By now, many B2B companies are already planning for 2019. and part of that planning will involve establishing revenue growth goals for the coming year. Growing revenues has never been easy, but producing consistent revenue growth has become more challenging because of fundamental changes in the B2B competitive environment.
Today’s business buyers have more choices, more bargaining power, and higher expectations than ever. And the growing use of “as-a-service” and other subscription-like business models has elevated the importance of long-term customer relationships, while also making them more fragile. Therefore, there’s a growing need to provide outstanding experiences at every touchpoint across the entire customer lifecycle.
To address these challenges, a growing number of companies are retooling their leadership structure and adopting new approaches for managing revenue-generating activities. Some B2B companies – particularly technology companies – have created a new C-level position that is usually called the chief revenue officer (CRO).
The specific duties of the chief revenue officer and the scope of his or her authority vary across companies, but the CRO is usually tasked with managing the company’s revenue-related business functions, including marketing, sales/business development, direct outside sales, channel management, and customer success/customer service.
A similar approach has been adopted by many B2C companies. Last year, for example, Coca-Cola made news when it chose not to replace its retiring chief marketing officer. Instead, the company created a chief growth officer (CGO) position to manage its marketing, customer, and commerce teams. Culture App, an employee engagement and analytics software firm, recently reported that 455 U.S. companies have chief growth officers, and that number may be higher now.
These organizational moves have been driven by the recognition that the dynamics of revenue growth have changed in fundamental ways. For most B2B companies, the business case for implementing a chief revenue officer or chief growth officer role has become compelling for two reasons.
Growth Originates from Multiple Sources
To optimize revenue growth, business leaders must first identify how growth happens, or more accurately, where it originates. There are several distinct sources or wellsprings of growth. These “structural” sources of growth are not dependent on the way a company is organized or on the types of products or services it sells. Instead, they are based on the strategies and tactics a company can use to exploit each source.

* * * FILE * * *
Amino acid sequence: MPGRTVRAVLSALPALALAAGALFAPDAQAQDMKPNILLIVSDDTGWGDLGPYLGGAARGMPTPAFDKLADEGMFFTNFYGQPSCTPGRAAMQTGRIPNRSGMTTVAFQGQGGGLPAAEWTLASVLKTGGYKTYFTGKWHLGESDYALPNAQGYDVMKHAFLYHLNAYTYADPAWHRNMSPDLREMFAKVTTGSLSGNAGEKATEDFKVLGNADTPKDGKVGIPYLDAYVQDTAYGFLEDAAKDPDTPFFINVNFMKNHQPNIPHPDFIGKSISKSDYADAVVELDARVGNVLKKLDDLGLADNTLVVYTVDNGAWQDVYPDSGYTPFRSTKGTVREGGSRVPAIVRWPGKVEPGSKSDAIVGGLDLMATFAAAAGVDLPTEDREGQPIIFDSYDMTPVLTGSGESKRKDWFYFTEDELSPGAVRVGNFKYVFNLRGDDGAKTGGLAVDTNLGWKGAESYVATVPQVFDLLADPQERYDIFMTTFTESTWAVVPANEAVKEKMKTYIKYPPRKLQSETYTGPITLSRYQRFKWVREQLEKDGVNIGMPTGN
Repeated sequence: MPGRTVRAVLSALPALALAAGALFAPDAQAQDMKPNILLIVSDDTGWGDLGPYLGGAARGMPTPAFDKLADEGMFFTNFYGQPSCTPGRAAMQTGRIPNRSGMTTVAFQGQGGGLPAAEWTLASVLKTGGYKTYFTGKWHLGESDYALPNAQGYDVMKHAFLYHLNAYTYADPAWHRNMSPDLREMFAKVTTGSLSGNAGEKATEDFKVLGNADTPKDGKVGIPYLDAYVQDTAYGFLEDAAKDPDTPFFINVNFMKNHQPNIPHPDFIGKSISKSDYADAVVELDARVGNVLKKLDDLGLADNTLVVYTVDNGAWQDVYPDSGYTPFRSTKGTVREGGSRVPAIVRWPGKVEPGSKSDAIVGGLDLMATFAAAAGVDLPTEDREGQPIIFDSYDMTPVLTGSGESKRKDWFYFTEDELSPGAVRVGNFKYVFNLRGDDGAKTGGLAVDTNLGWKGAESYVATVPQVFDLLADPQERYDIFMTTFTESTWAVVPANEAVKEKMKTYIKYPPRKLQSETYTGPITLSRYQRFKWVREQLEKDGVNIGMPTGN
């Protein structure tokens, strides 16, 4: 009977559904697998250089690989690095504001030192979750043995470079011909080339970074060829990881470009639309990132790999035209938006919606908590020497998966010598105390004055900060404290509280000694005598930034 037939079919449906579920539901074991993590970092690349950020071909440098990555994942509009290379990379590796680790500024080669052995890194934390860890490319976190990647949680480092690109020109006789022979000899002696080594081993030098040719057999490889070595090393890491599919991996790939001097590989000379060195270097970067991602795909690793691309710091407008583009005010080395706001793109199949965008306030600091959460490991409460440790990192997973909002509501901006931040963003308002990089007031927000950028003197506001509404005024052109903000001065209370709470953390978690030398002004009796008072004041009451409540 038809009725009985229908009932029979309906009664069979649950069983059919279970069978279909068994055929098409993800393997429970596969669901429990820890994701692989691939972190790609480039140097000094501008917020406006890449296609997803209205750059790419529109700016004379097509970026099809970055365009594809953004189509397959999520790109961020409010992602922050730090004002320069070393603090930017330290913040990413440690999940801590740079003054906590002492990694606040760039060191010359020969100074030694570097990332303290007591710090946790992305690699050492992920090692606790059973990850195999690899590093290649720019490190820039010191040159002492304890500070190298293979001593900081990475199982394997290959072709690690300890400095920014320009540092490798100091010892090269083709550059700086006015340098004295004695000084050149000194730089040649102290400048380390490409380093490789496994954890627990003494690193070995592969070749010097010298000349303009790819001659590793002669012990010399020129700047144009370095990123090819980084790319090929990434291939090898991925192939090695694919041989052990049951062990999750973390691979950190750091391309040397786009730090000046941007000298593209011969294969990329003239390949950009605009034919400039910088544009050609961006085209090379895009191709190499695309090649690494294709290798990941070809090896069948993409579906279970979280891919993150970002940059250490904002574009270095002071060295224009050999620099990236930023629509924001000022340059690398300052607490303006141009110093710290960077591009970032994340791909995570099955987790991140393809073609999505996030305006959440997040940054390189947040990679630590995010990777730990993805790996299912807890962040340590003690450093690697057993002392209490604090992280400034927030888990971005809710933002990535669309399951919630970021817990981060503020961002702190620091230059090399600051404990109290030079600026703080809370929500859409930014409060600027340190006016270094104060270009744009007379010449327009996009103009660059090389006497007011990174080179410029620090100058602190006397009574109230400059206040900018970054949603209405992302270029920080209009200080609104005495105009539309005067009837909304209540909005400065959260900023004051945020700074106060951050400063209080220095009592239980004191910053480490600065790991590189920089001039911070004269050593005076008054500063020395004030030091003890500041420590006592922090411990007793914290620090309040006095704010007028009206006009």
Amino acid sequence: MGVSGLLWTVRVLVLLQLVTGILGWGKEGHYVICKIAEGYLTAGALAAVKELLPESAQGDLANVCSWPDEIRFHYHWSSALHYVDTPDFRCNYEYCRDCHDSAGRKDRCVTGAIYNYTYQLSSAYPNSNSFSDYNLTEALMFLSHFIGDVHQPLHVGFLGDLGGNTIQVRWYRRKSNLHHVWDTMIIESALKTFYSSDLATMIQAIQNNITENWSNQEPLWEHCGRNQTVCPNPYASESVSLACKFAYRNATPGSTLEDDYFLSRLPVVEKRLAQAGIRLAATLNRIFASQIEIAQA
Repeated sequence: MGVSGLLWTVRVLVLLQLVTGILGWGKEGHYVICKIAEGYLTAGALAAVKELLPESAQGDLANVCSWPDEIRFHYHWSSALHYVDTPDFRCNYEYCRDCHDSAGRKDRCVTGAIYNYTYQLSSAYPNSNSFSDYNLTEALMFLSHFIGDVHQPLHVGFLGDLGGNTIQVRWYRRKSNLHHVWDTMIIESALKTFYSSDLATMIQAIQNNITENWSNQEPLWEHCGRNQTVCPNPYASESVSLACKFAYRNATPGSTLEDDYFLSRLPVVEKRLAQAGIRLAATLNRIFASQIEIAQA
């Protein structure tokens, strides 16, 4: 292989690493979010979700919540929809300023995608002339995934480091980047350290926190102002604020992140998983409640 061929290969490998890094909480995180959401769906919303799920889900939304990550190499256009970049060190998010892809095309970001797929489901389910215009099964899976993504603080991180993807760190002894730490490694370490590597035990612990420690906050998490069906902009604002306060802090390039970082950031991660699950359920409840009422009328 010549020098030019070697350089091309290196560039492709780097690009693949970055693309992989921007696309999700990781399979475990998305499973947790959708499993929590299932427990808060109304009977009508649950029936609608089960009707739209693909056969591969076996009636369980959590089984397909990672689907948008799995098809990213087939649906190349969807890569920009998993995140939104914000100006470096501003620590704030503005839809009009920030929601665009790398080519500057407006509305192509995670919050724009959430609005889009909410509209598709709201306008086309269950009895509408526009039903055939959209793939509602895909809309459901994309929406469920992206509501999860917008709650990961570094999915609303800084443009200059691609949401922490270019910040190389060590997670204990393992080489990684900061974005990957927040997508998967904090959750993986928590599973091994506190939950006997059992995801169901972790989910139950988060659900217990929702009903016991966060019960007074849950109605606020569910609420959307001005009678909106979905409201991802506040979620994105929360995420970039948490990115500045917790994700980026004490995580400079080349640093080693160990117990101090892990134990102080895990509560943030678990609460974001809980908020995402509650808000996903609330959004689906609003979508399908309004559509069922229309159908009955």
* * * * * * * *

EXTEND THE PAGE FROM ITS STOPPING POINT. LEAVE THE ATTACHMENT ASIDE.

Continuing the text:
The following diagram shows the four most common structural sources of revenue growth. These sources are always present, and they exist independently of the market conditions facing a company. However, the volume of growth that any particular company can extract from each source is greatly influenced by the company’s market and competitive environment.
As a practical matter, no single source is likely to produce enough growth to enable a company to reach its overall growth objective. Therefore, to maximize overall revenue growth, most companies will need to tap all four structural sources of growth.
Growth Demands Cross-Functional Teamwork
Successful revenue growth requires the active participation of multiple business functions, particularly given the need to leverage multiple sources of growth. The following table shows that three or four distinct business functions must be involved to maximize the potential of the four structural sources of growth. And this table is an oversimplification of reality for some companies. For example, companies that derive significant revenue from online sales and/or sales by channel partners would need to add e-commerce operations and/or channel management to the business functions shown in the table.
Successful revenue growth also requires the activities of these business functions to be tightly coordinated, which means that they must work collaboratively on an ongoing basis.
In most B2B companies, the revenue generation process has traditionally involved a series of “hand-offs” from one business function to another. The metaphor often used is a relay race in which each member of the relay team runs for a specified distance and then passes the baton to the next runner.
It’s now clear that the relay race approach is no longer an effective way to manage revenue-generating activities. To optimize revenue generation, customer-facing functions must act more like a basketball team than a 4 X 100 meter relay team. All team members are involved throughout the entire game, and their roles change based on the situation.
Enter the CRO/CGO
These circumstances provide a powerful argument for creating a chief revenue officer or chief growth officer role to manage and coordinate all revenue-generating activities. Long ago, the architect Louis Sullivan argued that the shape of a building should be based on its intended use, that “form ever follows function.” The same principle applies to business organizations.
Placing all revenue-generating activities under the leadership of a chief revenue officer or chief growth officer enables a company to make the “shape” of its organization reflect the realities of today’s revenue generation environment, and constitutes an important step toward optimizing revenue growth.
Top image courtesy of ccpixs.com (Creative Commons License).